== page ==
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Back to Bologna (An Aurelio Zen Mystery) [Paperback]

Michael Dibdin
3.5 out of 5 stars  See all reviews (27 customer reviews)
RRP: 6.99
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Book Description

4 May 2006 An Aurelio Zen Mystery

When the corpse of the shady industrialist who owns the local football team is found both shot and stabbed with a Parmesan knife, Italian police inspector Aurelio Zen is called to Bologna to oversee the investigation. Recovering slowly from surgery, and fleeing an equally painful crisis in his personal life, Zen is only too happy to take on what at first appears to be a routine and relatively undemanding assignment.

But soon a world-famous university professor is shot with the same gun, immediately after publicly humiliating Italy's leading celebrity television chef, and the case-intertwined with the fates of an earnest student of semiotics and a mysterious young immigrant who claims to be from Ruritania-spins out of control, and Zen is in no condition to rise to the challenge. There's also a wild card in the pack, Tony Speranza, Bologna's most flamboyant private detective.

Back to Bologna is dazzlingly plotted, features a cast of vivid and idiosyncratic characters, and along the way delivers both comic and serious insights into the realities of today's Italy.


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Product details

  • Paperback: 272 pages
  • Publisher: Faber and Faber (4 May 2006)
  • Language: English
  • ISBN-10: 0571227775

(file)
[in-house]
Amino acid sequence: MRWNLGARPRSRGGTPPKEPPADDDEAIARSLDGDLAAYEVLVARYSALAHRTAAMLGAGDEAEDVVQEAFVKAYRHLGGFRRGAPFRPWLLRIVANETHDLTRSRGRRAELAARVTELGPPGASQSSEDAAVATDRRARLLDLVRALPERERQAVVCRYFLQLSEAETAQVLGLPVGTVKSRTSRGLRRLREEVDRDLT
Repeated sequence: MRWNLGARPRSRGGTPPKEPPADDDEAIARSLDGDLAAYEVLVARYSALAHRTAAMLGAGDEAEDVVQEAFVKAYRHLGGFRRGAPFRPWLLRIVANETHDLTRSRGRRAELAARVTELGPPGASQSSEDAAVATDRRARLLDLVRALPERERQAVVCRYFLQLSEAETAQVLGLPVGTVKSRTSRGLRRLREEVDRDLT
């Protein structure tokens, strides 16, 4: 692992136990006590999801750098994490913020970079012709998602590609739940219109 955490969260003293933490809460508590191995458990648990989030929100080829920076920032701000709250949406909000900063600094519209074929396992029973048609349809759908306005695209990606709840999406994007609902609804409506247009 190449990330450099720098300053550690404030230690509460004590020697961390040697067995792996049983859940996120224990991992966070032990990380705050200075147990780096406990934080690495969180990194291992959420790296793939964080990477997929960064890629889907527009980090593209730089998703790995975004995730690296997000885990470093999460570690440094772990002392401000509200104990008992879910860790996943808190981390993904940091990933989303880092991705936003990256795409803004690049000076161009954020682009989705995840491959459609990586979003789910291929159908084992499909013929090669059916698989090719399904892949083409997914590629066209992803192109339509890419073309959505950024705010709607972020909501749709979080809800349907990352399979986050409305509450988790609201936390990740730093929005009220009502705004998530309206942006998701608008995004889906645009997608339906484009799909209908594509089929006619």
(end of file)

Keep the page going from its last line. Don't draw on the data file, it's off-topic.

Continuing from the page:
• ISBN-13: 978-0571227778
  • Product Dimensions: 11.1 x 17.7 cm
  • Average Customer Review: 3.5 out of 5 stars  See all reviews (27 customer reviews)
  • Amazon Bestsellers Rank: 300,346 in Books (See Top 100 in Books)

More About the Author

Michael Dibdin was born in 1947. He went to school in Northern Ireland, and later to Sussex University and the University of Alberta in Canada. He lived in Seattle. After completing his first novel, The Last Sherlock Holmes Story, in 1978, he spent four years in Italy teaching English at the University of Perugia. His second novel, A Rich Full Death, was published in 1986. It was followed by Ratking in 1988, which won the Gold Dagger Award for the Best Crime Novel of the year and introduced us to his Italian detective - Inspector Aurelio Zen. In 1989 The Tryst was published to great acclaim and was followed by Vendetta in 1990, the second story in the Zen series. Dirty Tricks was published in 1991. Inspector Zen made his third appearance in Cabal, which was published in 1992. The Dying of the Light, an Agatha Christie pastiche, was published in 1993. His fourth Zen novel, Dead Lagoon, was published the following year. His next novel, Dark Spectre, was published in 1995. Two more Zen novels followed: Cosi Fan Tutti, set in Naples, was published in 1996 and A Long Finish was published in 1998. Blood Rain, the seventh Zen novel, was published in 1999. Thanksgiving was published in 2000, with the eighth Zen, And Then You Die, appearing in 2002. Aurelio Zen returned in Medusa, in August 2003, and then again in Back to Bologna in 2005. His last novel, End Games, was published posthumously in July 2007.

Product Description

Amazon Review